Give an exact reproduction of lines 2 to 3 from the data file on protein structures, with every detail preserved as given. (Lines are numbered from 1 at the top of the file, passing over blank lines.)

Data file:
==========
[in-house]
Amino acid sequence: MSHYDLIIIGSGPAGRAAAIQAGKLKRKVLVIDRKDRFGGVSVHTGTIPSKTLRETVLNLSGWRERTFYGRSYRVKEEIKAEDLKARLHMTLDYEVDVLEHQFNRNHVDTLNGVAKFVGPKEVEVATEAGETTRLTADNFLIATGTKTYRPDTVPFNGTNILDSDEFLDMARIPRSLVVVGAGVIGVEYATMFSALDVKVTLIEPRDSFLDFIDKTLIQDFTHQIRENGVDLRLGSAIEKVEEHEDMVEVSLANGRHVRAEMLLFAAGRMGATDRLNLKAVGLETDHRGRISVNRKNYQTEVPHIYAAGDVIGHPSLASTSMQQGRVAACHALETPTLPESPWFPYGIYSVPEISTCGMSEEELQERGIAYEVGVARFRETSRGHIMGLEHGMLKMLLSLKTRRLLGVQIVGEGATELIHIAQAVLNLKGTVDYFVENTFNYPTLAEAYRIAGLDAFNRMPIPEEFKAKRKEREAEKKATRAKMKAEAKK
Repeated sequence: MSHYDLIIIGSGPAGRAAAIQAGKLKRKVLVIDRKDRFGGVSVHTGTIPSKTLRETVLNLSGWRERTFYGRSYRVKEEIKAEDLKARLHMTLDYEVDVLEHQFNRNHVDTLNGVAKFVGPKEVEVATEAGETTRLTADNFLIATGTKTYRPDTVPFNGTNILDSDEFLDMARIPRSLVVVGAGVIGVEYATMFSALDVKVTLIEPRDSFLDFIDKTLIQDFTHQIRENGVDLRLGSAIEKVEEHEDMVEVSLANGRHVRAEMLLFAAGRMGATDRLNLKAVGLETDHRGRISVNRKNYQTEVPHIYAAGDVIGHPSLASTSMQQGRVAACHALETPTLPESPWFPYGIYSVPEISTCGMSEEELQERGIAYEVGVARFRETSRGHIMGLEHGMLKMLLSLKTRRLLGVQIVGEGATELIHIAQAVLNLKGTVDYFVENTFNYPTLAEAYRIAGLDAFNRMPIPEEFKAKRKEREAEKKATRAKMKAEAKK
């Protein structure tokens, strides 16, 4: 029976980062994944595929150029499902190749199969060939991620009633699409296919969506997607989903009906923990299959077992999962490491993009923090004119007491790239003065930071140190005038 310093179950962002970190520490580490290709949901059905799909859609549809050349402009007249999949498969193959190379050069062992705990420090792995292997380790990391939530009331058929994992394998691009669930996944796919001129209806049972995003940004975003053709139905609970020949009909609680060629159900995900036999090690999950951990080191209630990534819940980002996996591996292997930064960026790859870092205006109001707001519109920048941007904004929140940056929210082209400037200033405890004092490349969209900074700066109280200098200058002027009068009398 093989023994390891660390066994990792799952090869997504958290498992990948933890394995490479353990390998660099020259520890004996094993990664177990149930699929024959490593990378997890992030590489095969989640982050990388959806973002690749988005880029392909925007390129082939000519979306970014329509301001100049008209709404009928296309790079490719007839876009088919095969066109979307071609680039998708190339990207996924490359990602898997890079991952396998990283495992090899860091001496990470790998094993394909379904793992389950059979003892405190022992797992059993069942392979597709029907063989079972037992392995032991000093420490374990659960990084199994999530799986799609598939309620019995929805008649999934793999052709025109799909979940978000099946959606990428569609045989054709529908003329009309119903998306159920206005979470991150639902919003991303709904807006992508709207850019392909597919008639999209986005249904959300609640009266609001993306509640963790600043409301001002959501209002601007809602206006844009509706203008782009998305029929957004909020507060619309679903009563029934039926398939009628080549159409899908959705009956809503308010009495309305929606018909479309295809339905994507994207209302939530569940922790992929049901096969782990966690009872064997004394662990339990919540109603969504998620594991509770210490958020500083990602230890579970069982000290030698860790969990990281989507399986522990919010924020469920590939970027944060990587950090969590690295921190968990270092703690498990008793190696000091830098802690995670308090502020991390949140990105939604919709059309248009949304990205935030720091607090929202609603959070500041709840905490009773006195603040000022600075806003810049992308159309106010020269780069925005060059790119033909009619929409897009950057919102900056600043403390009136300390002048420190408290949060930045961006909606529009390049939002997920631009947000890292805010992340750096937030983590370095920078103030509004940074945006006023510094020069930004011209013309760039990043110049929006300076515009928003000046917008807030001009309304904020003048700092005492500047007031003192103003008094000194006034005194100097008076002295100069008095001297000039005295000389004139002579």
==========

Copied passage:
Amino acid sequence: MSHYDLIIIGSGPAGRAAAIQAGKLKRKVLVIDRKDRFGGVSVHTGTIPSKTLRETVLNLSGWRERTFYGRSYRVKEEIKAEDLKARLHMTLDYEVDVLEHQFNRNHVDTLNGVAKFVGPKEVEVATEAGETTRLTADNFLIATGTKTYRPDTVPFNGTNILDSDEFLDMARIPRSLVVVGAGVIGVEYATMFSALDVKVTLIEPRDSFLDFIDKTLIQDFTHQIRENGVDLRLGSAIEKVEEHEDMVEVSLANGRHVRAEMLLFAAGRMGATDRLNLKAVGLETDHRGRISVNRKNYQTEVPHIYAAGDVIGHPSLASTSMQQGRVAACHALETPTLPESPWFPYGIYSVPEISTCGMSEEELQERGIAYEVGVARFRETSRGHIMGLEHGMLKMLLSLKTRRLLGVQIVGEGATELIHIAQAVLNLKGTVDYFVENTFNYPTLAEAYRIAGLDAFNRMPIPEEFKAKRKEREAEKKATRAKMKAEAKK
Repeated sequence: MSHYDLIIIGSGPAGRAAAIQAGKLKRKVLVIDRKDRFGGVSVHTGTIPSKTLRETVLNLSGWRERTFYGRSYRVKEEIKAEDLKARLHMTLDYEVDVLEHQFNRNHVDTLNGVAKFVGPKEVEVATEAGETTRLTADNFLIATGTKTYRPDTVPFNGTNILDSDEFLDMARIPRSLVVVGAGVIGVEYATMFSALDVKVTLIEPRDSFLDFIDKTLIQDFTHQIRENGVDLRLGSAIEKVEEHEDMVEVSLANGRHVRAEMLLFAAGRMGATDRLNLKAVGLETDHRGRISVNRKNYQTEVPHIYAAGDVIGHPSLASTSMQQGRVAACHALETPTLPESPWFPYGIYSVPEISTCGMSEEELQERGIAYEVGVARFRETSRGHIMGLEHGMLKMLLSLKTRRLLGVQIVGEGATELIHIAQAVLNLKGTVDYFVENTFNYPTLAEAYRIAGLDAFNRMPIPEEFKAKRKEREAEKKATRAKMKAEAKK